Call for Papers: Special Issue on “Medicalized Masculinities”
Editors: Karen Hvidtfeldt, Michael Nebeling Petersen, Kristian Møller & Camilla Bruun Eriksen
This special issue of Somatechnics invites contributions concerning medicalized masculinities. We are especially interested in articles with a focus on middle age masculinity and mediatized aspects of masculinities in general including – but not limited to – queer and transgender masculinities and/or racialized masculinities. We consider masculinity as a dynamic and multifaceted phenome- non emerging within cultural, material and discursive frames and contexts and medicalization as technologies of body, gender (and disciplinary power): ways of doing masculinity. The ambition is to grasp and discuss embodied understandings of masculinity connected to both new treatments options and cultural settings as well as men’s changing imaginations about the happy life.
While women and minoritized men long have been the object of scientific research, the focused studying of (white, cis-gender, heterosexual) men and masculinities is a relatively new phenome- non. Also, the mid-age male body, that has until recently escaped regulatory intervention, is increas- ingly being subjected to health and beauty related treatments, interventions and modifications (e.g. rejuvenating products and treatments, medicine, performance enhancing substances, fitness). Thus today, in a Western context, cosmetic surgery has become an acceptable and mainstream tool used to ‘fix’ signs of aging or ‘overweight’ and thereby to achieve a body within the range of what is considered normal and desirable.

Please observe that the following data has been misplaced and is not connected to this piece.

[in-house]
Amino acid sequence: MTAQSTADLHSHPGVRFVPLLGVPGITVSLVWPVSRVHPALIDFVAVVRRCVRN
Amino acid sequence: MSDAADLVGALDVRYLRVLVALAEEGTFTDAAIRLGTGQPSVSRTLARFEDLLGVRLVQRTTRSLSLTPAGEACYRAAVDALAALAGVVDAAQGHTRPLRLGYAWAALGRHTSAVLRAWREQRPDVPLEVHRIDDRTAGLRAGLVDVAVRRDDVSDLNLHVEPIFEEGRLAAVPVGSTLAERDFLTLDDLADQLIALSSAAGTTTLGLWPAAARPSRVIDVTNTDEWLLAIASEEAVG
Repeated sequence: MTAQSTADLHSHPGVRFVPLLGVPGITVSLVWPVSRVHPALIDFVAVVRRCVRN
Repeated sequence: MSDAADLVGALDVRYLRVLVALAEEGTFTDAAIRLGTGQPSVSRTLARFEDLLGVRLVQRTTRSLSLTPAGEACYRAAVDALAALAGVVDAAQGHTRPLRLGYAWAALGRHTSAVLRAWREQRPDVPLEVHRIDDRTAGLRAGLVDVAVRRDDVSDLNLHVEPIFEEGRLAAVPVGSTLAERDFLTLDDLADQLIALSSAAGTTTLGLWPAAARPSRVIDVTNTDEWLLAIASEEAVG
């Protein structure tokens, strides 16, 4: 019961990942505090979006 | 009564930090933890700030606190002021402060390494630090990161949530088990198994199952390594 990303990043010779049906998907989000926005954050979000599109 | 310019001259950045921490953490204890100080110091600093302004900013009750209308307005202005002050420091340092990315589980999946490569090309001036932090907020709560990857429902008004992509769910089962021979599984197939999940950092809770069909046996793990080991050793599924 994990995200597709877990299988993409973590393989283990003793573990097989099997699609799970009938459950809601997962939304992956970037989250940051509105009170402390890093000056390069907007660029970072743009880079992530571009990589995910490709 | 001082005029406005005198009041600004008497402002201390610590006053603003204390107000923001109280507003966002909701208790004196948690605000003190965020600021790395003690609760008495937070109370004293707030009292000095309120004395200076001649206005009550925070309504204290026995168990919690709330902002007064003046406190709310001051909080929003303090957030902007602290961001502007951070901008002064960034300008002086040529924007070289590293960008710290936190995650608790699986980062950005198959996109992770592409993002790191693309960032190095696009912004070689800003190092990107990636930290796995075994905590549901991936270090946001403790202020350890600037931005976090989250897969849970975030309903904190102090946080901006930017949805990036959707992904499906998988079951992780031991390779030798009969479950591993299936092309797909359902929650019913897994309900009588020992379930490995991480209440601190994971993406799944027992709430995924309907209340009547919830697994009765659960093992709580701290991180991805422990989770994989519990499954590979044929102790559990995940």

We encourage contributions addressing these and related subjects framed within and beyond the conceptual framework of somatechnics. With this special issue we aim to challenge and expand health and social science categorizations and assessments (e.g. body vs. technology, healthy vs. ill, necessary vs. unnecessary as well as artificial vs. natural, body vs. culture) through empirical inves-
tigations and critical cultural analysis. This includes post humanist theories and conceptualizations of the prosthetic, analytical takes on becomings and assemblages, wherein medical interventions in the body are not per se viewed as undesirable, artificial or only physically necessary. Rather, inter- ventions could be understood as continuous hybridization processes, which resolves and exceeds common dichotomist beliefs about the body.
We especially welcome papers on topics such as:
- – the ways medicalized masculinities are represented in news media, practiced in social me- dia, aestheticized in art
- – how medicalization challenges queer bodily and gendered taxonomies and binarities
- – medicalization of /intervention in queer, trans- or/and intersex masculinities
- – medicalization as part of technologies of racialization
- – how medicalization transforms or reinstalls hegemonic notions of masculinity
- – how medicalizations expand or challenge posthumanist theories in relation to e.g. hybridiza- tion, cyborg, and becoming
- – medicalization of and/or intervention in middle aged masculinity
- – men’s medicalization and bodily interventions in historical or contemporary societies
- – histories and genealogies of medicalized masculinitiesSubmit by February 1, 2020 to email@example.com and firstname.lastname@example.org
Submission deadline (6000 words + 200-word abstract + 150-word author biography): February 1, 2020
Submission email: email@example.com and firstname.lastname@example.org
Journal submission details (incl. style): http://www.euppublishing.com/page/soma/submissions